June 25, 2019
by Kevin Krajick, Columbia University
The tropical Pacific Ocean (Australia and South America in gray, left and right). Top map shows what climate models say sea-surface temperatures should be doing in response to rising greenhouse gases, including pronounced warming of waters along the equator. Bottom map shows what the waters are actually doing; the equatorial waters are remaining relatively cool. Credit: Seager et al., Nature Climate Change 2019
State-of-the-art climate models predict that as a result of human-induced climate change, the surface of the Pacific Ocean should be warming—some parts more, some less, but all warming nonetheless. Indeed, most regions are acting as expected, with one key exception: what scientists call the equatorial cold tongue. This is a strip of relatively cool water stretching along the equator from Peru into the western Pacific, across quarter of the earth’s circumference. It is produced by equatorial trade winds that blow from east to west, piling up warm surface water in the west Pacific, and also pushing surface water away from the equator itself. This makes way for colder waters to well up from the depths, creating the cold tongue.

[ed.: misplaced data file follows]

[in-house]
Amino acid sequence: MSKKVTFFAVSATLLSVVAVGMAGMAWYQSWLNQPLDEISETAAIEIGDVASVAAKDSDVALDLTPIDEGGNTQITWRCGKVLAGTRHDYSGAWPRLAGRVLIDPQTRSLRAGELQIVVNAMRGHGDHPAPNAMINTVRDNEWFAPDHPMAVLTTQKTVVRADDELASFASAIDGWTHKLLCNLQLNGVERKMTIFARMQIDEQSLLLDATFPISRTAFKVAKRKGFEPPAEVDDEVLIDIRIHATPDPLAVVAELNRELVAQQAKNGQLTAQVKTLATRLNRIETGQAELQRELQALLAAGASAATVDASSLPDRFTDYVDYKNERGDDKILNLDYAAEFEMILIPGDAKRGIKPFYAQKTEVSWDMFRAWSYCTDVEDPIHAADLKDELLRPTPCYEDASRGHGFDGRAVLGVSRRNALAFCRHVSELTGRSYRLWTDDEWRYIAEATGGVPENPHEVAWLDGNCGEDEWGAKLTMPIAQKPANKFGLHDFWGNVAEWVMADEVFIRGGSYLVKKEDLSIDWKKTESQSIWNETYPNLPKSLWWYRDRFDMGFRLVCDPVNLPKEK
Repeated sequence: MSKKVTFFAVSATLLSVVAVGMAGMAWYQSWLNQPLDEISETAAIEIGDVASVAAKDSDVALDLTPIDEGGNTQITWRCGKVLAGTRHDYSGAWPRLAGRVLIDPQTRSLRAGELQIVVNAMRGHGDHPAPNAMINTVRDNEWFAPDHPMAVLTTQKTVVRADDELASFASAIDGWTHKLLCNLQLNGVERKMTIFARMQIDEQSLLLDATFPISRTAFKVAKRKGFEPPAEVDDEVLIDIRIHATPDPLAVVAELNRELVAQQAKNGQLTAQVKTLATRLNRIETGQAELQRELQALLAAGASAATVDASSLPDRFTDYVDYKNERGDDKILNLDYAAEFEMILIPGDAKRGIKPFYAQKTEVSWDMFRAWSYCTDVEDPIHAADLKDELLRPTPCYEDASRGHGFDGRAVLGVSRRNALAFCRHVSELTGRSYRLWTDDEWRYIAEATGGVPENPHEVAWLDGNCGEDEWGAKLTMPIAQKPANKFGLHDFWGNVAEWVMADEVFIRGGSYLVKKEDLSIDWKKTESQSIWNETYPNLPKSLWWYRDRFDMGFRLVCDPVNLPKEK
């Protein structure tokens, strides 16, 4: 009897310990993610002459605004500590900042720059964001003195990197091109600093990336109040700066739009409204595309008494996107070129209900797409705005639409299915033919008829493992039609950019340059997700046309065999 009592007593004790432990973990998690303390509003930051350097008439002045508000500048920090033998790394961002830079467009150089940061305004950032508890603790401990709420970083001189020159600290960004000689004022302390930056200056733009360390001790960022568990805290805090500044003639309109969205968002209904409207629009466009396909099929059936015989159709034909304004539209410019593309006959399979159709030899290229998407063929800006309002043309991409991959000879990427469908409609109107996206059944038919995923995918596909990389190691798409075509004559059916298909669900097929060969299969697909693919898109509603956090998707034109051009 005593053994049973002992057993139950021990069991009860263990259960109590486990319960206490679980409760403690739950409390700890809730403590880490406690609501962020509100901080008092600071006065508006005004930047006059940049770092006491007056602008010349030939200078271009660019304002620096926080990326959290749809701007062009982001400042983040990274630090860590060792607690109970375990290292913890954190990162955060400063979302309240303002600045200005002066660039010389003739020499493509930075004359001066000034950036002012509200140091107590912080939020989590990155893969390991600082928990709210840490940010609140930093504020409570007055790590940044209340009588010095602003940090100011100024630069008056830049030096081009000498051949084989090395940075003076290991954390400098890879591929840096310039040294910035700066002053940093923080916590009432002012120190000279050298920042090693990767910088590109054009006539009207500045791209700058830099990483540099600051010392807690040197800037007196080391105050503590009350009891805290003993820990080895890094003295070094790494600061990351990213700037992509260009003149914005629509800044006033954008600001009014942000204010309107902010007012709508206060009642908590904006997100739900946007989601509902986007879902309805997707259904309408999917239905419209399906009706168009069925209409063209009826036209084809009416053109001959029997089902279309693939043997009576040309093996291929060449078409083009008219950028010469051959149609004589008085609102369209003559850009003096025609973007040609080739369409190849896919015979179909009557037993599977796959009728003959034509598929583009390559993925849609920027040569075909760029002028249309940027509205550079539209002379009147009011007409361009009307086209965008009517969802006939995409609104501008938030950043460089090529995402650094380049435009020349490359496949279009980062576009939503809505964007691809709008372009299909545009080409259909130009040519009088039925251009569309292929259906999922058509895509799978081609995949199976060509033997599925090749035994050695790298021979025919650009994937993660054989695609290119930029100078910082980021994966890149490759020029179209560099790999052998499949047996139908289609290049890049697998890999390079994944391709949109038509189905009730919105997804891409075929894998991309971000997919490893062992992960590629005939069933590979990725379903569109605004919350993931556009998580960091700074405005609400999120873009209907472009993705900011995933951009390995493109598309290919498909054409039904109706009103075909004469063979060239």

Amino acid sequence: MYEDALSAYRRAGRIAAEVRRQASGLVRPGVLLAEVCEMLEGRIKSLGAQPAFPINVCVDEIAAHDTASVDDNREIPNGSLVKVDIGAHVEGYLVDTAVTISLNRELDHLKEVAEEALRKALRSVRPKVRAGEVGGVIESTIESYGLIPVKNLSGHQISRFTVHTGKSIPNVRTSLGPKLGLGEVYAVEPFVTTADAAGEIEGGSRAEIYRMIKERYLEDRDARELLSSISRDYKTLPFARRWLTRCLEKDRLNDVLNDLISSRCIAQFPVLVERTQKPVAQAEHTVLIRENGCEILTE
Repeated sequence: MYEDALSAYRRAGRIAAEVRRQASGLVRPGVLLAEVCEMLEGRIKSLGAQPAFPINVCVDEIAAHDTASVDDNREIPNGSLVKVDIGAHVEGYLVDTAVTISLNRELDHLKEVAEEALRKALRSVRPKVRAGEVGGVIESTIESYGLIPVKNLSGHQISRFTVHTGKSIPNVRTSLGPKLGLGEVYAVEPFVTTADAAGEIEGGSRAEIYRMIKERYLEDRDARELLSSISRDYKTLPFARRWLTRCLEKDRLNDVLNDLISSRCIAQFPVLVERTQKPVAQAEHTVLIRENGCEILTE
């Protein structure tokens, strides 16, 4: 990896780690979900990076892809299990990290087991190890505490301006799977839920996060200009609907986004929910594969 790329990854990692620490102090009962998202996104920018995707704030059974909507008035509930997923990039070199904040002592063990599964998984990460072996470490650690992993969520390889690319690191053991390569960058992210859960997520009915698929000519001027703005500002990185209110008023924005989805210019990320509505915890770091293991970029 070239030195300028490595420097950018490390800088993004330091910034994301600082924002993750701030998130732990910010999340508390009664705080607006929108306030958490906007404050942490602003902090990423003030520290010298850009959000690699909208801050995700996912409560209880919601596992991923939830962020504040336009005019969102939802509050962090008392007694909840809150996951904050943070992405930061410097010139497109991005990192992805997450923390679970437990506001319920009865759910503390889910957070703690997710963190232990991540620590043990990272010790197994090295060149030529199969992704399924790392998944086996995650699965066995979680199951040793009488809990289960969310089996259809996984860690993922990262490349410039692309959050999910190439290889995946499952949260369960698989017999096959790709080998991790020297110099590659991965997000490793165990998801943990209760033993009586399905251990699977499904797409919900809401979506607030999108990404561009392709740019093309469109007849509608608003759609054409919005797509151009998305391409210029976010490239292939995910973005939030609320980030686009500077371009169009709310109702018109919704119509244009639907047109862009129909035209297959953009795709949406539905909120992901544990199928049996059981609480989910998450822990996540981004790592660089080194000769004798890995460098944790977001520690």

Climate models of global warming—computerized simulations of what various parts of the earth are expected to do in reaction to rising greenhouse gases—say that the equatorial cold tongue, along with other regions, should have started warming decades ago, and should still be warming now. But the cold tongue has remained stubbornly cold.
This troubles many scientists, because the cold tongue plays a key role in global climate. For example, it affects the El Niño-Southern Oscillation, a natural cyclic strengthening and weakening of the trade winds that causes cooling and warming of the eastern Pacific surface every two to seven years. ENSO is the world’s master weather maker; depending on which part of the cycle it is in, its echoes in the atmosphere may bring heavy rains or drought across much of the Americas, east Asia and east Africa. Whether the cold tongue warms will likely affect weather across huge regions. Resulting shifts could affect world food supplies and outbreaks of dangerous weather. But our predictions of those shifts rest on climate models.